Paul Herbert and Jenn Griffin Pedro Meza
dSWEAT, WHICH WON the 2017 Pulitzer Prize for drama, gets top marks for relevance. But Lynn Nottage’s examination of working-class disenfranchisement in Middle America is only intermittently dramatic.
The play is set in Reading, Pennsylvania, one of the poorest cities in the U.S. The action begins in 2008, as a parole officer conducts backto-back interviews with two men who’ve recently been released from prison: Jason, a white guy with a swastika tattooed on his neck, and Chris, a black man who has found religion while incarcerated. We don’t know the nature of their crime, only that they were in it together.
The play then flashes back to early 2000 and a pub frequented by workers from the local factory. Tracey and Cynthia have worked on the floor for decades, along with their friend Jessie and, more recently, their sons—that’s right, Jason and Chris. But in the early years of NAFTA and George W. Bush’s presidential campaign, the climate for labour is changing: the unionized workers at another company have been locked out for nearly two years. In a series of scenes set just a few weeks apart, we see the friends experience dramatic changes in their circumstances and their loyalties.
Sweat is not a work of verbatim theatre, but it seems to spring from some of the same impulses. Nottage interviewed Reading residents as she developed the script, which ticks a lot of boxes: prejudice, scapegoating, drug and alcohol addiction, religion, white supremacy. Every character is defined by the factory: they speak of their pride in having a union card, and more than one says proudly, “I’m a worker.” Even Stan, the bartender, found his new role after an accident at the plant: “Getting injured was the best thing that ever happened to me,” he says. But the dialogue tends to make political points rather than explore relationships, which—even between parents and their kids— exist almost exclusively in relation to the workplace.
And the slow ratcheting up of tension in the first act means there’s not a lot in the way of real action. The plot’s steady containment boosts the impact of Act 2’s inevitable explosion of violence, but it also means much of the early going is a sustained lull.
The cast does strong work under Valerie Planche’s direction. Cynthia is the most fully developed character, and Marci T. House embraces all her contradictions. Anthony Santiago plays her ex, Brucie, with hangdog resignation. Nicole St. Martin’s Tracey is gritty and defiant, while Andrew Creightney brings a gentle hopefulness to Chris. Ashley Wright’s Stan, always calm and generous, is a solid anchor.
Shizuka Kai’s set fills the wide Stanley stage with a very authentic pub backdrop, down to the green walls, wood trim, and abundance of Budweiser logos, behind which looms the shadow of the factory, expressively lit by Daniela Masellis. Fight director Jonathan Hawley Purvis also deserves mention: the violence late in the play is sickeningly real.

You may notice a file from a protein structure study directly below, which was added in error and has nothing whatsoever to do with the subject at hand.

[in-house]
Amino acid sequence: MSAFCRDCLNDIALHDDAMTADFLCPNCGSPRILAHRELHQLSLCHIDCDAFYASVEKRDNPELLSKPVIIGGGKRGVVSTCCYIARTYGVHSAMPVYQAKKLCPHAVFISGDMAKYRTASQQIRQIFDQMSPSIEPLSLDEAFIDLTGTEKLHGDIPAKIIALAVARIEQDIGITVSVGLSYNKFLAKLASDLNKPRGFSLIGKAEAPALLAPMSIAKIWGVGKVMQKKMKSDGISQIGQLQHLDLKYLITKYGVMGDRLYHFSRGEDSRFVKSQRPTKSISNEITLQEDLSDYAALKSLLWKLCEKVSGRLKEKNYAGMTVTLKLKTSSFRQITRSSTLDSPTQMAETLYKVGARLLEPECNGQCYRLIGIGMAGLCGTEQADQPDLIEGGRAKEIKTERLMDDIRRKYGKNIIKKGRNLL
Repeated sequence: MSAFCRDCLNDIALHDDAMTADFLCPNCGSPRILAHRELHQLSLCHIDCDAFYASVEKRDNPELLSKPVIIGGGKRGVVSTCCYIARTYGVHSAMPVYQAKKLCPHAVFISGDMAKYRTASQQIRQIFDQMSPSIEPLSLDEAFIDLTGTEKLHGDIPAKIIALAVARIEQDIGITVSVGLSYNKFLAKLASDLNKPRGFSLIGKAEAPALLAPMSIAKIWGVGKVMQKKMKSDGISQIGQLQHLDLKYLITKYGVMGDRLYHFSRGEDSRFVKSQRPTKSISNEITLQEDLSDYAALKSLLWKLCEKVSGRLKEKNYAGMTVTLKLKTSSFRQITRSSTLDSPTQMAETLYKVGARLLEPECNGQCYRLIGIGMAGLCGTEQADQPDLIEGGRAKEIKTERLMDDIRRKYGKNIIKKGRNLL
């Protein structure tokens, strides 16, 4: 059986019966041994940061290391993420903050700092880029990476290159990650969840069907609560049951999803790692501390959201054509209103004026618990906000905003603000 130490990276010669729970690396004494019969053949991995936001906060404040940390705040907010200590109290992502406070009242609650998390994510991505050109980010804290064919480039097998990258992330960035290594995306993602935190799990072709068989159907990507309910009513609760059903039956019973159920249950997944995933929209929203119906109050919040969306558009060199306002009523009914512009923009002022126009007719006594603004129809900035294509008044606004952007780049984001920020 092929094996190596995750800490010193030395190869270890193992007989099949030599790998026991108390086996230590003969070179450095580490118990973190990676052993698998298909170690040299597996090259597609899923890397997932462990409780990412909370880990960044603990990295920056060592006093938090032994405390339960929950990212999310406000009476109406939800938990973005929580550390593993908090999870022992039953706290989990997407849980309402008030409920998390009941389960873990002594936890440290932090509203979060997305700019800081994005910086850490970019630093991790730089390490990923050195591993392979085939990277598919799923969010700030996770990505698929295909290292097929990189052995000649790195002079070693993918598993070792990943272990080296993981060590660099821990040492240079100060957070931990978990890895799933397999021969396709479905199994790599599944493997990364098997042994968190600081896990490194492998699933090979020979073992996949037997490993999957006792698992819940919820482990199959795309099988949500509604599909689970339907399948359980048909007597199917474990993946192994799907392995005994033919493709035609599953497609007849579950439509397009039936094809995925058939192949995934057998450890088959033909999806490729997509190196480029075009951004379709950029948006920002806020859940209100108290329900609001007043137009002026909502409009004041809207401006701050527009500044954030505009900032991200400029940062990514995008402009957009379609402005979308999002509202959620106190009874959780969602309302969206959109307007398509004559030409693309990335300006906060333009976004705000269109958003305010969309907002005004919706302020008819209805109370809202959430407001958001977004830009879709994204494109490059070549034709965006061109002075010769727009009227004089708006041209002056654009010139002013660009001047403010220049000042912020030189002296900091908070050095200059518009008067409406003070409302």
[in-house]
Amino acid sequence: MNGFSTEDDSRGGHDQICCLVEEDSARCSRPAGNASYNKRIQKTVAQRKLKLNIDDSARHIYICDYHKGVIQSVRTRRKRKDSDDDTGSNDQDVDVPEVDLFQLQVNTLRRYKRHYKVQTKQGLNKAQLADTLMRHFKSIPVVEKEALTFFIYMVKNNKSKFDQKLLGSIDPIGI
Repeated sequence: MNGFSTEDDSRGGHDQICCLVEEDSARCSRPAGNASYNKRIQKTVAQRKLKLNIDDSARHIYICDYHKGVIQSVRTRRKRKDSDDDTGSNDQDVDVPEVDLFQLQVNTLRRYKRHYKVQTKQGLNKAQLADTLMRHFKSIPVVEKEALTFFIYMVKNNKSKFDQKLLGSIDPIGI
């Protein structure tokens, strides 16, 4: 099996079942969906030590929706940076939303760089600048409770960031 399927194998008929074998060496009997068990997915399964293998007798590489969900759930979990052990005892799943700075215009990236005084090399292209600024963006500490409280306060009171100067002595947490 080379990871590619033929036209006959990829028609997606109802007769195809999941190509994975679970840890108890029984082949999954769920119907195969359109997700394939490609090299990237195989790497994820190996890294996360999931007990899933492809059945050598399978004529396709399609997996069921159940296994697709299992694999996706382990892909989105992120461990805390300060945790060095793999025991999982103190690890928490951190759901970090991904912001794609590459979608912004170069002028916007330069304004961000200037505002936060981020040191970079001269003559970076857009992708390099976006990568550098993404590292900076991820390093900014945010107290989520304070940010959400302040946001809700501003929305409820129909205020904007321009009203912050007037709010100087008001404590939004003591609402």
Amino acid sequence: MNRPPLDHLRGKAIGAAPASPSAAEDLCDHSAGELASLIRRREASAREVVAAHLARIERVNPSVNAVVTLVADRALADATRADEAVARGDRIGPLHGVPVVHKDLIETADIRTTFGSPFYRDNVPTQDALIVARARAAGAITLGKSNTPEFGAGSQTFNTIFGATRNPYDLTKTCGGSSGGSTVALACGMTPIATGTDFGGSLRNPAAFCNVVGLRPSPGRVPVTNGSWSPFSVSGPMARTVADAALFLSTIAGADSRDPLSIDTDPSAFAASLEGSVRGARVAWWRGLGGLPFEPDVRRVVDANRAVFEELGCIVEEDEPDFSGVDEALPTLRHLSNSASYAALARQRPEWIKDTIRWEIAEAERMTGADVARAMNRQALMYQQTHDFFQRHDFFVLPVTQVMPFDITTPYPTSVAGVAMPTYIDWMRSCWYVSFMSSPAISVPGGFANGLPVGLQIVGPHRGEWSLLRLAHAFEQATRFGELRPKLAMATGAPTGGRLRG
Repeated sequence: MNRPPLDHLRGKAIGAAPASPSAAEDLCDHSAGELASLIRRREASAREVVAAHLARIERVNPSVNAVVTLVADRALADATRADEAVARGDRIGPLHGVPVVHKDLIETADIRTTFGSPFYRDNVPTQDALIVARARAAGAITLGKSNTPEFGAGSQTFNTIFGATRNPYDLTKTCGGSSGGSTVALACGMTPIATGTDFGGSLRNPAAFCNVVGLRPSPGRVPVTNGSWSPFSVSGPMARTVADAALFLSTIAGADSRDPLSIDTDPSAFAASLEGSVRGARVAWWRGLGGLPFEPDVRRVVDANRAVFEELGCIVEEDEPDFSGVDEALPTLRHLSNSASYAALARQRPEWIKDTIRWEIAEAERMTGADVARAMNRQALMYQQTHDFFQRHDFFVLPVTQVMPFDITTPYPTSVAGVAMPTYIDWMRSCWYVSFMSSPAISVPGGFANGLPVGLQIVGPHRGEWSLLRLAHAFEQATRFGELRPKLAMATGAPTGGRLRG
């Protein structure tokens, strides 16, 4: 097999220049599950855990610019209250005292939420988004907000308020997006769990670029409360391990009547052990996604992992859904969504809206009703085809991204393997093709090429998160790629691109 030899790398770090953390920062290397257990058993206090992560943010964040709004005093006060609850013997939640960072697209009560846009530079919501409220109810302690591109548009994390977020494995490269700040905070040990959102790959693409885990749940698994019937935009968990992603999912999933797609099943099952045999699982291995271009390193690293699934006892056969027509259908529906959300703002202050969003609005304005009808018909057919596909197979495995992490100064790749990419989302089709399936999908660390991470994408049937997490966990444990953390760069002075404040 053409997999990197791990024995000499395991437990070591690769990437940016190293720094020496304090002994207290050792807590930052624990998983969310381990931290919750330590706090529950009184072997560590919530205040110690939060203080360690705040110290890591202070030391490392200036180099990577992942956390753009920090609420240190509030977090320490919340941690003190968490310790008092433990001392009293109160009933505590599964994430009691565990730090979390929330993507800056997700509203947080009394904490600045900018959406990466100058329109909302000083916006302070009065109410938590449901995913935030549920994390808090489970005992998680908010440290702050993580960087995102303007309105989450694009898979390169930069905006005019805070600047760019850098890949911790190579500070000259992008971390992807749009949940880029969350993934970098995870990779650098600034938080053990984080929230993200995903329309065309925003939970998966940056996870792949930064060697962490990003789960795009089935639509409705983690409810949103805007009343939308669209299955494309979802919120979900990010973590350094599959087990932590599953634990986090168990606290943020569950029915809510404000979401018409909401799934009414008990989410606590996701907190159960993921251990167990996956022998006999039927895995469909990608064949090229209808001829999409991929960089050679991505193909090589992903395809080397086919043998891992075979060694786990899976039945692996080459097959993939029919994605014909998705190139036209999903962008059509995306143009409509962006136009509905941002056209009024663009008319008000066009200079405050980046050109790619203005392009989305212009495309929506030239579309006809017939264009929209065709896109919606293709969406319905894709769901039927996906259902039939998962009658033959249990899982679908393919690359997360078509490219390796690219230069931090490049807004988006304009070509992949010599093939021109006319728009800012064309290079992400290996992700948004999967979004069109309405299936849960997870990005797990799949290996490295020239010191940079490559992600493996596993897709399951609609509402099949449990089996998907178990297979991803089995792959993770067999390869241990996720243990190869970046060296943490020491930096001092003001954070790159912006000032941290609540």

So is the decline in the fortunes of working-class Americans. This play ends in 2008, but 10 years later, things have only gotten worse.
dCIRCUS TRICKS WERE not on the menu when French troupe Wang Ramirez brought its fresh mix of contemporary dance and aerial wires to Vancouver. As a wowed crowd at the Dancehouse season opener witnessed, the company draws beautiful, metaphorical imagery using rigging.
The overall effect is dreamlike and poetic—not the kind of show you might expect from a crew so deeply grounded in hip-hop.
In one duet, company cofounder Honji Wang slipped repeatedly out of partner Sébastien Ramirez’s grasp, floating ghostlike, just out of reach; later, she walked surreally up the side of his bare torso. A couple’s inability to connect became delirious art.
In another duet, two women on bungees ran and hurled themselves repeatedly toward a steel structure, only to be yanked back, pulled up into the air, just as they closed in. You couldn’t help but conjure refugees and border fences from their Sisyphean struggle.
Part of Borderline’s appeal is its sheer simplicity. The dancers share the stage with two symbolic, cagelike metal cubes that move around and get hoisted on wires. In a stunning solo, Ramirez, wearing a harness, break-danced with one rolling form, tumbling in and out of its bars like he was in an antigravity chamber.
Cleverly, master rigger Alister Mazzotti, all in black, was almost always visible, an ever-present force controlling the performers’ fate.
Influenced by Wang’s background in ballet and martial arts, the movement seamlessly fused hip-hop into a new hybrid. But the entire five-member crew’s mad breaking skills were obvious; they executed dizzying windmills wearing flowing, white-satin skirts that closed in over their feet. In one of the show’s brief hits of comedy, Wang and the striking, shaved-headed Johanna Faye managed to break-dance wearing ridiculous sky-high heels.
While the vignettes flowed in and out of one another seamlessly, deeper metaphors about democracy and diaspora weren’t always sustained.
But the movement was such a cool new fusion, and the imagery—backed by lacrymoboy’s moody score—built enough of a mesmerizing hold that when the encore’s B-boy battle came, it was a pure, cathartic thrill.